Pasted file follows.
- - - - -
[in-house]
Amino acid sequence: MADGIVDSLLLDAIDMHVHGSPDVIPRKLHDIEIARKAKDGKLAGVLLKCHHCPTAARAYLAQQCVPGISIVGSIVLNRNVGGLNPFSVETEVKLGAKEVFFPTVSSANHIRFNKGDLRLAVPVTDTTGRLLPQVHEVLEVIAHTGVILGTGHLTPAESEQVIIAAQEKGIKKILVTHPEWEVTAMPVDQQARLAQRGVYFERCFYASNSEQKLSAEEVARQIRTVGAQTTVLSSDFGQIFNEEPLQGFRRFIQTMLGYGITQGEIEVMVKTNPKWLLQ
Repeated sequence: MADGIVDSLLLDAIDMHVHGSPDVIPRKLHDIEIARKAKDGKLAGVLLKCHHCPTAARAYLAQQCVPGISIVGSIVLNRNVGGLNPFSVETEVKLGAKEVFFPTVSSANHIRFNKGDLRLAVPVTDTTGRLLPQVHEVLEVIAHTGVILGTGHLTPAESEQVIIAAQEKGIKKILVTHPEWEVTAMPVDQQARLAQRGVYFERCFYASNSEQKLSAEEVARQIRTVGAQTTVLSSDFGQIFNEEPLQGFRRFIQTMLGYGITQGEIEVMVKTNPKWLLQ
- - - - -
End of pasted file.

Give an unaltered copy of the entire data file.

[in-house]
Amino acid sequence: MADGIVDSLLLDAIDMHVHGSPDVIPRKLHDIEIARKAKDGKLAGVLLKCHHCPTAARAYLAQQCVPGISIVGSIVLNRNVGGLNPFSVETEVKLGAKEVFFPTVSSANHIRFNKGDLRLAVPVTDTTGRLLPQVHEVLEVIAHTGVILGTGHLTPAESEQVIIAAQEKGIKKILVTHPEWEVTAMPVDQQARLAQRGVYFERCFYASNSEQKLSAEEVARQIRTVGAQTTVLSSDFGQIFNEEPLQGFRRFIQTMLGYGITQGEIEVMVKTNPKWLLQ
Repeated sequence: MADGIVDSLLLDAIDMHVHGSPDVIPRKLHDIEIARKAKDGKLAGVLLKCHHCPTAARAYLAQQCVPGISIVGSIVLNRNVGGLNPFSVETEVKLGAKEVFFPTVSSANHIRFNKGDLRLAVPVTDTTGRLLPQVHEVLEVIAHTGVILGTGHLTPAESEQVIIAAQEKGIKKILVTHPEWEVTAMPVDQQARLAQRGVYFERCFYASNSEQKLSAEEVARQIRTVGAQTTVLSSDFGQIFNEEPLQGFRRFIQTMLGYGITQGEIEVMVKTNPKWLLQ